And when the city reaches the 15,000 population mark “in the not-too-distant future,” the city’s financial obligation for RCMP policing costs will jump from its current 70 per cent to 90 per cent.

The good news, said the mayor, is that fiscal prudence and planning has left Parksville in strong position to maintain, repair and replace infrastructure within its balance budget. The 2018 provisional city budget, approved late in 2017, calls for a four per cent property tax increase.

“Thanks to our very competent staff, Parksville has a comprehensive infrastructure renewal program… in place for short-, medium- and long-term infrastructure replacement and renewal,” he said. “We’re up to $40 million in savings, and that’s going to continue to grow because we renew those costs every year.”

Noting infrastructure is not merely a local issue, Lefebvre said Canada’s overall infrastructure deficit is estimated at more than $300 billion.

“I can assure you we’re not going to be in any debt in Parksville with the way we’ve approached infrastructure and renewal.”

Following Lefebvre’s speech, Willie opened the floor to questions, and then threw out the first question himself by asking what the mayor planned to be doing during the 2018 municipal election campaign this fall.

“I haven’t made up my mind yet, to be honest with you,” Lefebvre answered promptly. “But I will. I’ll make up my mind probably by the month of May or the month of June.”

Just Posted

Vancouver Island wife brings husband back to life with CPR, thanks to 911 dispatcher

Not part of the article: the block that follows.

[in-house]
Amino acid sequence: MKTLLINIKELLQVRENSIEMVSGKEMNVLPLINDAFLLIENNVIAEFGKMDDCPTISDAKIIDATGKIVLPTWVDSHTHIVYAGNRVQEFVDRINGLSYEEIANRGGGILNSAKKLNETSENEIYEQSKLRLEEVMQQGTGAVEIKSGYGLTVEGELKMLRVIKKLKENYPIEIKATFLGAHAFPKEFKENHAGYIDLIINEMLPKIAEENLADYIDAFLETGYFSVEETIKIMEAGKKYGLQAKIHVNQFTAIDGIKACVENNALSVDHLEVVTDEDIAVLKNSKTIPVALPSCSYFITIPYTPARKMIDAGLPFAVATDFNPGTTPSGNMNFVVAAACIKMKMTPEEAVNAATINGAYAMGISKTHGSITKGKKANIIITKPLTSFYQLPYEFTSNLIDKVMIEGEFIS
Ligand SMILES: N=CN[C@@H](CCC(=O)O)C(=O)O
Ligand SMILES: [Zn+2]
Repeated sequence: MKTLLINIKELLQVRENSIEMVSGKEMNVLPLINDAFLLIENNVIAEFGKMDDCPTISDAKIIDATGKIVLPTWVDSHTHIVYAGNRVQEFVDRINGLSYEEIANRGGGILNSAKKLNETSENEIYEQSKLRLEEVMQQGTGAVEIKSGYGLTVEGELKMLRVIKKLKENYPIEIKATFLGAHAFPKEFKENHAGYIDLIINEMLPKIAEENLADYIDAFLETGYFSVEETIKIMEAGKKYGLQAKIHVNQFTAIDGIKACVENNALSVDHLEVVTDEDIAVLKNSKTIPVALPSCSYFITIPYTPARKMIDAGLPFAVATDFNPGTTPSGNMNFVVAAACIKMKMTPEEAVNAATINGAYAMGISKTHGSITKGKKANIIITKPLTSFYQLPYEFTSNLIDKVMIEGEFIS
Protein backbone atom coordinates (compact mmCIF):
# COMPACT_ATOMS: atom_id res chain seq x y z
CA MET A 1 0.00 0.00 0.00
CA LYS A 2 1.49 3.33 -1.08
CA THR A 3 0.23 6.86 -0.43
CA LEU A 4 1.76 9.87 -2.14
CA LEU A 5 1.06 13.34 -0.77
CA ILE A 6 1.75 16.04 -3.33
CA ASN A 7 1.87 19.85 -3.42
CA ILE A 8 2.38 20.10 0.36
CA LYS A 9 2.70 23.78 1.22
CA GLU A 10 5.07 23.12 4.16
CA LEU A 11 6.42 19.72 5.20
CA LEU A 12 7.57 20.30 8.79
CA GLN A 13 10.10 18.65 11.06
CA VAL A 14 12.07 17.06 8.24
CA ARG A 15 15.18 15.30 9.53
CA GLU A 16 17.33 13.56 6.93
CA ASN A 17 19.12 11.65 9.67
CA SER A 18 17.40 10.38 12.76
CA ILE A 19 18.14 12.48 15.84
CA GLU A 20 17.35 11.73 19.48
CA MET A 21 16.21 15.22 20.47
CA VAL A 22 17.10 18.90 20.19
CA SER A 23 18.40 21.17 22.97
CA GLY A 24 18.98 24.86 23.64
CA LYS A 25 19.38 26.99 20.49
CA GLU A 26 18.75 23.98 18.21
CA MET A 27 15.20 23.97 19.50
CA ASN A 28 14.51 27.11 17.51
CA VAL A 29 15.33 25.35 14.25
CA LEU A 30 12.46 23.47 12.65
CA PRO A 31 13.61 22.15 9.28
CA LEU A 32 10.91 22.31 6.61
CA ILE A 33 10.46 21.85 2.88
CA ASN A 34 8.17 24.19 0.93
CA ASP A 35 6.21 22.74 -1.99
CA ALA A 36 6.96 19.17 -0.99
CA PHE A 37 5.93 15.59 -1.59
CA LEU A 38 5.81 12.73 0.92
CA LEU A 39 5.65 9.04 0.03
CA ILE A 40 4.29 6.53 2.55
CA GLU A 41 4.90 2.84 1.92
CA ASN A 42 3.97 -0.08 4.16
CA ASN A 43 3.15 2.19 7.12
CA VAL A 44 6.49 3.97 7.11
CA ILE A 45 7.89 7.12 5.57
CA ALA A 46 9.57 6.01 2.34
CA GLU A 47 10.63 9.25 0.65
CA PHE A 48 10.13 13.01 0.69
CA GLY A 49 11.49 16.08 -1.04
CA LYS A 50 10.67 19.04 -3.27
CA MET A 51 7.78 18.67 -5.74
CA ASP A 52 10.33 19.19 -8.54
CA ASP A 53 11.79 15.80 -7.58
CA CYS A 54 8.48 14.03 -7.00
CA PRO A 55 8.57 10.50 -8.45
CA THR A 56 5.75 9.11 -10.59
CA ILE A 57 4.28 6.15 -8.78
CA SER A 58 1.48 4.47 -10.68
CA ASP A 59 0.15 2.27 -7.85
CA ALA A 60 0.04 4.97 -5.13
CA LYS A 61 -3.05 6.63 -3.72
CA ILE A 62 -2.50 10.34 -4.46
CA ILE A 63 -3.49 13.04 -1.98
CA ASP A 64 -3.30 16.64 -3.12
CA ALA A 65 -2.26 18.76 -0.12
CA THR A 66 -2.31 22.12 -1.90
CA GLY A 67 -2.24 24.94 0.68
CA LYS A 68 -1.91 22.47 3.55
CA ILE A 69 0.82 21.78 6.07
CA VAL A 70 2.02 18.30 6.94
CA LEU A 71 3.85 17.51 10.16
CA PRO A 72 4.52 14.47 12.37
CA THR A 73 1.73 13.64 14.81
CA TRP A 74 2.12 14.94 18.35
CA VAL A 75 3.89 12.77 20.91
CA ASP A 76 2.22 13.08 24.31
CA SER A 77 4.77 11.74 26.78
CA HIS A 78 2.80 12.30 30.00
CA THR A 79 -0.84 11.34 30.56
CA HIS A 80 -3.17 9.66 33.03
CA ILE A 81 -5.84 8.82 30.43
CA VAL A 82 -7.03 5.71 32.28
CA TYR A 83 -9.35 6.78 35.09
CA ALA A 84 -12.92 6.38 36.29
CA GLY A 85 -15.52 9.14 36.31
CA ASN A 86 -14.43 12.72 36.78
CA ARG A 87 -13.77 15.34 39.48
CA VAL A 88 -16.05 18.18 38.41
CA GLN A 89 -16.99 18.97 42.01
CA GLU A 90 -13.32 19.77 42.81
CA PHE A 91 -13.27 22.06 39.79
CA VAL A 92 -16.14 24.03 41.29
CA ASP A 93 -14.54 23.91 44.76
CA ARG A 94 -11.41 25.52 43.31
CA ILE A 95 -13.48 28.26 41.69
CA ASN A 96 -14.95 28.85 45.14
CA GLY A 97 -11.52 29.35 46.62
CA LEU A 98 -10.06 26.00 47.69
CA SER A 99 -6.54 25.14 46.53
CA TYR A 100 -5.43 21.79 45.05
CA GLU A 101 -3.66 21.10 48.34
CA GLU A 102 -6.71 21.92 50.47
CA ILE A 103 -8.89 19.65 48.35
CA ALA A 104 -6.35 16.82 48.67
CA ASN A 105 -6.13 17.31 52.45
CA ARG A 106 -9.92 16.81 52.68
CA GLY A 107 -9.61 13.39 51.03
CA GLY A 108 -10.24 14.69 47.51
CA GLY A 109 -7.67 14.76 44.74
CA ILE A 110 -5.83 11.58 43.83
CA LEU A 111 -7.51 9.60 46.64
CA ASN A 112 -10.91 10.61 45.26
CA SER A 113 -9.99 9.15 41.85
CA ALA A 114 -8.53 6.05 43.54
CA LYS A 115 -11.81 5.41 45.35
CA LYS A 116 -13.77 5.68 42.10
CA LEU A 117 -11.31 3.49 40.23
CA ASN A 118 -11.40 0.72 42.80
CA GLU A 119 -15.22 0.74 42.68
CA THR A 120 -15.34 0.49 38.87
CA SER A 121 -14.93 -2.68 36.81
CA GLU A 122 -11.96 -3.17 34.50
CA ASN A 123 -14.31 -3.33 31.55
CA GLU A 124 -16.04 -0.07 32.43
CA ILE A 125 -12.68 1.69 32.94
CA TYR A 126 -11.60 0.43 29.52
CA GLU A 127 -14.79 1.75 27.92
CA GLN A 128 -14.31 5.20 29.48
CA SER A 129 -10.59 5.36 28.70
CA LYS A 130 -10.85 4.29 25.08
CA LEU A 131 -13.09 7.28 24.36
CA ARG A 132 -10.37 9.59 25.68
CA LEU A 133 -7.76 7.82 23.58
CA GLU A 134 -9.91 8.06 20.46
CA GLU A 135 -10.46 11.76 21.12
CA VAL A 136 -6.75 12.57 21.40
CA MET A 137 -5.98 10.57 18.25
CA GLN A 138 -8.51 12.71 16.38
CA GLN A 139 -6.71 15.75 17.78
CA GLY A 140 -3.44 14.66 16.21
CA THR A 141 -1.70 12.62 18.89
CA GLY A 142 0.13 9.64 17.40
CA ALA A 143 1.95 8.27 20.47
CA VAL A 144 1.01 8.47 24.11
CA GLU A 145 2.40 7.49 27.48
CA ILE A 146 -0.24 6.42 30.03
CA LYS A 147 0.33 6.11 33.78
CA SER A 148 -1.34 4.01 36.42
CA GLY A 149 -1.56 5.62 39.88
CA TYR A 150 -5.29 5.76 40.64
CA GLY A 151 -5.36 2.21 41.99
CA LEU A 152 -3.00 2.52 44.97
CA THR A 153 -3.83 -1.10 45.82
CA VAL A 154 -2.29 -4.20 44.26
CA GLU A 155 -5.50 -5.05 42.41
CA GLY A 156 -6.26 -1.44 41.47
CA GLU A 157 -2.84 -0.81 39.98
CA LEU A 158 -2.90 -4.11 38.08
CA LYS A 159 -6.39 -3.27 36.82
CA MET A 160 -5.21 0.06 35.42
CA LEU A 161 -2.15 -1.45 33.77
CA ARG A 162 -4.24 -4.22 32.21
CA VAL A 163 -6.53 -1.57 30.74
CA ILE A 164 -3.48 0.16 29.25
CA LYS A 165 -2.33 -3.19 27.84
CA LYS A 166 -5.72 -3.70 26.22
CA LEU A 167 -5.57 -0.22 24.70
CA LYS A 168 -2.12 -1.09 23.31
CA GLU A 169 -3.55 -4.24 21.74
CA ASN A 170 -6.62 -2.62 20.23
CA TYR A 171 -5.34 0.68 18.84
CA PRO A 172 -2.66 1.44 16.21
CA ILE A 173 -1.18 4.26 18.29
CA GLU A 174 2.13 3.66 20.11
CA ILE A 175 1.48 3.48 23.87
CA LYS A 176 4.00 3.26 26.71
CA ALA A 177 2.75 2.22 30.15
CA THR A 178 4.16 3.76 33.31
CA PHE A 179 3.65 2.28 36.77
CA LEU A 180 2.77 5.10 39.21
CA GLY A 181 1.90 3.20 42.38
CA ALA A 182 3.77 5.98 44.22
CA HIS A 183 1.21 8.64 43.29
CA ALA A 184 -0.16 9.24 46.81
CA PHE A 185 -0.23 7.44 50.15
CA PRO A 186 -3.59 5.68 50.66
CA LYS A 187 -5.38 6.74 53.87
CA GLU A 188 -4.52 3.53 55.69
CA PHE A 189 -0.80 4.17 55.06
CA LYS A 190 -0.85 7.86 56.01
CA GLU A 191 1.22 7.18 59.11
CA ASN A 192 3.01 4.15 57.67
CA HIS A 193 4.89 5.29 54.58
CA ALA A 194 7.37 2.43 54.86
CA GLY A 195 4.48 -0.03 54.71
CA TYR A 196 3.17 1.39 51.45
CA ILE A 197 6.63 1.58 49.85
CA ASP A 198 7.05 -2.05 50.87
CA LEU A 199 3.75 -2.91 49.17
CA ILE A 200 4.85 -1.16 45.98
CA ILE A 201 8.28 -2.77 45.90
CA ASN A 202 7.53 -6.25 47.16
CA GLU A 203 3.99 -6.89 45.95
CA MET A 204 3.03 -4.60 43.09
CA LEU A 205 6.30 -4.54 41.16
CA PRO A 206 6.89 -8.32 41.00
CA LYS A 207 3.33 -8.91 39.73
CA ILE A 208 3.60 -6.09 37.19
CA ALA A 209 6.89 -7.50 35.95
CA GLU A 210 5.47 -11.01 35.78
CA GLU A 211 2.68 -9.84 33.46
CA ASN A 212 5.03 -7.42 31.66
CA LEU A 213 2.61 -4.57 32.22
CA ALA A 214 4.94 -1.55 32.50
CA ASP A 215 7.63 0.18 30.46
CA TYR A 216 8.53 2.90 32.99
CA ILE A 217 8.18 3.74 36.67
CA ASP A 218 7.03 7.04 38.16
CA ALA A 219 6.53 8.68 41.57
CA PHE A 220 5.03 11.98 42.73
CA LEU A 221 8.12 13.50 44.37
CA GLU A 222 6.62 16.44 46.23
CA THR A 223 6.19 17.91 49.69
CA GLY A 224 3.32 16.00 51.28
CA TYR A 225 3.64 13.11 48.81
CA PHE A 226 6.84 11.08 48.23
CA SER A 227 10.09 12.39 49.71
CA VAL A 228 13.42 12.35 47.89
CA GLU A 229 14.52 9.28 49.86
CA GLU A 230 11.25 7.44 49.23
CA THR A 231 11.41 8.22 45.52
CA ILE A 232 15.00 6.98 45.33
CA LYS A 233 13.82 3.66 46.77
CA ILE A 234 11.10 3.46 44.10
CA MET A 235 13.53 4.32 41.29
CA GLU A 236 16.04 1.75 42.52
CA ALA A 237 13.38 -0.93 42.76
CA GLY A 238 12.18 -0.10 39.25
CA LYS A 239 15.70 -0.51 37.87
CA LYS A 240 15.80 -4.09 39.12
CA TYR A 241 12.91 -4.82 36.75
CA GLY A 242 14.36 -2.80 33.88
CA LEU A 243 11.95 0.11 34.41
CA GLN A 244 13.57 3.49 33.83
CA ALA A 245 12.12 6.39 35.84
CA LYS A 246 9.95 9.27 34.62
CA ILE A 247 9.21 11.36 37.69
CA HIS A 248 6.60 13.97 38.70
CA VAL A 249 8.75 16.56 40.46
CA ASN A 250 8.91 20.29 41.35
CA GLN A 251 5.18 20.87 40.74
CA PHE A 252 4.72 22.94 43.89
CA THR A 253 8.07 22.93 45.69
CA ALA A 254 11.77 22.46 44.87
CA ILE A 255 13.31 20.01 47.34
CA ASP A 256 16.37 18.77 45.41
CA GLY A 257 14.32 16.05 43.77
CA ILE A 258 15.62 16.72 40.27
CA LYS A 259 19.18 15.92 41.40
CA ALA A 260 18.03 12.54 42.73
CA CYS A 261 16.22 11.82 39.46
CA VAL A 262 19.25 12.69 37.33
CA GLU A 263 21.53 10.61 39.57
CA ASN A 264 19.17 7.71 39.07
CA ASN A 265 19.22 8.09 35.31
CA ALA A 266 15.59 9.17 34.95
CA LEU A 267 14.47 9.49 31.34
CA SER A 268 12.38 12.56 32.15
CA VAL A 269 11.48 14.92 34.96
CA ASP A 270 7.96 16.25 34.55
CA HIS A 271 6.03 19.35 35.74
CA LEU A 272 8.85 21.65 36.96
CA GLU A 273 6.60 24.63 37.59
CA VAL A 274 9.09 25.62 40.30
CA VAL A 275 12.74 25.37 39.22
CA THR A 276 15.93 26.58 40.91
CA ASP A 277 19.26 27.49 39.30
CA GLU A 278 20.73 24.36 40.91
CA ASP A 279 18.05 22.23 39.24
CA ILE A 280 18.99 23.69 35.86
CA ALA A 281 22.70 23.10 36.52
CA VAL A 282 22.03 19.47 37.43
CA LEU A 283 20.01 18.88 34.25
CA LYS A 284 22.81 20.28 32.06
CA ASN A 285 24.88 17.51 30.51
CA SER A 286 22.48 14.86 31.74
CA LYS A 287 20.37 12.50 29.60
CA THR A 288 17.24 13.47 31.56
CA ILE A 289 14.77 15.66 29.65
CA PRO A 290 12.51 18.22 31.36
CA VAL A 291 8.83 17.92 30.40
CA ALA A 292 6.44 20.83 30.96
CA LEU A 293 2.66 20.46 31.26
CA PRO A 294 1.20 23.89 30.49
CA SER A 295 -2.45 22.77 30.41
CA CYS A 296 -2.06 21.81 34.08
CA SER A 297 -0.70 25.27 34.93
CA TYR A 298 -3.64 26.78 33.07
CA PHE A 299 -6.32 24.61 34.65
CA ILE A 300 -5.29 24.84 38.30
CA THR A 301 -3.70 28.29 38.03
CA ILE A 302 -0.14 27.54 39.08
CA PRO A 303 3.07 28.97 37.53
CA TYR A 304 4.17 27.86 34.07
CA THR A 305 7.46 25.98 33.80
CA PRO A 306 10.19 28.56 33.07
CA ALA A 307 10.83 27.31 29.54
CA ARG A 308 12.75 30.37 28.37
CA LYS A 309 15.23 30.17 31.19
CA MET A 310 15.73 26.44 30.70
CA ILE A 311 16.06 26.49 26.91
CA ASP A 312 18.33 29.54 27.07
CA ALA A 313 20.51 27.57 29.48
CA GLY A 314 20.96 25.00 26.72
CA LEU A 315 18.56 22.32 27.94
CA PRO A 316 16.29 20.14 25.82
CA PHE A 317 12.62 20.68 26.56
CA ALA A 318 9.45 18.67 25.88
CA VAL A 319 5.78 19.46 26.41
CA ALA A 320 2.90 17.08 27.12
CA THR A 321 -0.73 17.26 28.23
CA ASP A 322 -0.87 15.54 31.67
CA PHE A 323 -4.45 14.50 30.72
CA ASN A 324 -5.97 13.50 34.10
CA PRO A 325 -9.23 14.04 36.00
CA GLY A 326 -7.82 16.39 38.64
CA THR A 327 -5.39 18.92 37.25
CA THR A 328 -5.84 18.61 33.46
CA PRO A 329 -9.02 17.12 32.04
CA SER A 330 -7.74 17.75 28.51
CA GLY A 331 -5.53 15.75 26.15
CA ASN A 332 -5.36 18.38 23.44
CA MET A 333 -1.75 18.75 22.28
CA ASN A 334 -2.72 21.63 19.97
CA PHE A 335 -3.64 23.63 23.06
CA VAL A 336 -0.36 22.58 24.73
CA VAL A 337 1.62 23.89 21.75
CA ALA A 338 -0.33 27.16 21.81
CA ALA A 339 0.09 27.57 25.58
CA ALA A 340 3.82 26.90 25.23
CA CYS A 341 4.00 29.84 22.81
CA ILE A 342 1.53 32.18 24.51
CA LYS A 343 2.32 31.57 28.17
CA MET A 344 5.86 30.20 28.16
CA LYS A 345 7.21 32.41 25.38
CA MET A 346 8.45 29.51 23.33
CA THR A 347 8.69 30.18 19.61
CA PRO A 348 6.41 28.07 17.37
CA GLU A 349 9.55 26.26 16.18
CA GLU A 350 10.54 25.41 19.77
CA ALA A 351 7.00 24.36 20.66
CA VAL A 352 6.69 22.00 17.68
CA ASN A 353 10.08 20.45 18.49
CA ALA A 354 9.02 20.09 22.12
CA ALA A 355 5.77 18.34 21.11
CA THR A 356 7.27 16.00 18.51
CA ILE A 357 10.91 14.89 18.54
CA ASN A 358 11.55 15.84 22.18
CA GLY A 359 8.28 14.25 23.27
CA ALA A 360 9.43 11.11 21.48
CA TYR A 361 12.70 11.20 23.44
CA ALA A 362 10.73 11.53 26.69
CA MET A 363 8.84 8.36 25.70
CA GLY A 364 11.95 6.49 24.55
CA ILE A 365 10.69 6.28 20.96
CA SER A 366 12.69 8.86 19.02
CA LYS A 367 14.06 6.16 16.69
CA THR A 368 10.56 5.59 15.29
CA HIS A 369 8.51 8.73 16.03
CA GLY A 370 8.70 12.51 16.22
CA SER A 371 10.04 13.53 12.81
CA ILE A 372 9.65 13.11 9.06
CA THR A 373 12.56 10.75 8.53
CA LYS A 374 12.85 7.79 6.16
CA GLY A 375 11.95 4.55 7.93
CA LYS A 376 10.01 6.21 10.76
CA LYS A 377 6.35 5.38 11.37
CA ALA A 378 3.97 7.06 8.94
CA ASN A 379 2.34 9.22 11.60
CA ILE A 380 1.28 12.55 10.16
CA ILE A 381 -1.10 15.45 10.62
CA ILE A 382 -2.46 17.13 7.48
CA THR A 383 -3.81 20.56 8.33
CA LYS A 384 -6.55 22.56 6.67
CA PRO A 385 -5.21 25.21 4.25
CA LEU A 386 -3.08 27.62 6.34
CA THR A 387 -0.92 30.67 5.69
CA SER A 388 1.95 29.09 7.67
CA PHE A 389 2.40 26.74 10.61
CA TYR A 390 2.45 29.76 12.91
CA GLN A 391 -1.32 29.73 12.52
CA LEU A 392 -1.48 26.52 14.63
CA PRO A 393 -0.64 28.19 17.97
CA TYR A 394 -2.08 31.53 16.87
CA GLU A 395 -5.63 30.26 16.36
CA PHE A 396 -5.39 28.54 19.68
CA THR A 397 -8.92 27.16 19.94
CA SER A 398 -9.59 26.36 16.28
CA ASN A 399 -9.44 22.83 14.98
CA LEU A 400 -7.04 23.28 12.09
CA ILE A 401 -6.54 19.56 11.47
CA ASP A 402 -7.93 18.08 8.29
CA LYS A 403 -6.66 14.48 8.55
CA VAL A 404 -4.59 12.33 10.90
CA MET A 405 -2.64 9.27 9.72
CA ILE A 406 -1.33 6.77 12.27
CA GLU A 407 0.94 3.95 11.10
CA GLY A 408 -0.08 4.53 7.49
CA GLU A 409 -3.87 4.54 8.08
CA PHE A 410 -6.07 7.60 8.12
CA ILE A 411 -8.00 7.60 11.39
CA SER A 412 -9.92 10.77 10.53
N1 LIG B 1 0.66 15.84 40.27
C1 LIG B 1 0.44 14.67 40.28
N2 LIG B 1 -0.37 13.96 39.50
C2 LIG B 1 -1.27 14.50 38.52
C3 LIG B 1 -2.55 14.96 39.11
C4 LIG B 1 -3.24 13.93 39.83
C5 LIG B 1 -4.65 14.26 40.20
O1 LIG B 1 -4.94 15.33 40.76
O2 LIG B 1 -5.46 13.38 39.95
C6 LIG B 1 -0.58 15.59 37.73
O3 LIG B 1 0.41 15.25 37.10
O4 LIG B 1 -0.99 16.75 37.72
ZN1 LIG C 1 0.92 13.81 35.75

‘The only reason he was alive was that 10 minutes of CPR before paramedics got there’

Capitol Theatre in Port Alberni hopes to ‘raise the reds’

Lily Diotte of Swale Rock Cafe is fundraising to replace the theatre’s red curtains

Alberni’s development soccer program doubles in size

Development practice had hardly started, but there were already more than 30… Continue reading

Catalyst Paper to sell U.S. mills to Chinese company

Sale will allow company to focus on B.C. interests, says president Ned Dwyer

Alberni university zeroes in on disability and poverty

BY MIKE YOUDS SPECIAL TO THE NEWS The road to poverty can… Continue reading

Trans Mountain pipeline: How we got here

A look at the Kinder Morgan expansion, decades in the making

Giant beer tanks arrive in new B.C. home city

Molson Coors tanks finish river journey and move to overland trip in Chilliwack

VIDEO: Pipeline supporters rally across B.C.

Five simultaneous events organized by month-old Suits and Boots lobby group

VIDEO: B.C. woman praises burn fund after boat explosion in 1978

White Rock woman was 16 years old when she was left with second- and third-degree burns

B.C.’s Ryan Craig, Vegas Golden Knights chase history

Local product behind bench for expansion team’s incredible championship run

CP rail workers give strike notice

Employees could walk out as early as Tuesday at 7 p.m. PT

RCMP investigating after gunshots fired in Courtenay

Comox Valley RCMP officers are investigating after gunshots rang out in Courtenay… Continue reading

Suspected scammer attempts to use Black Press newspaper to dupe woman

Canadian Anti-Fraud Centre offers tips after Langley resident received suspicious call

Most Read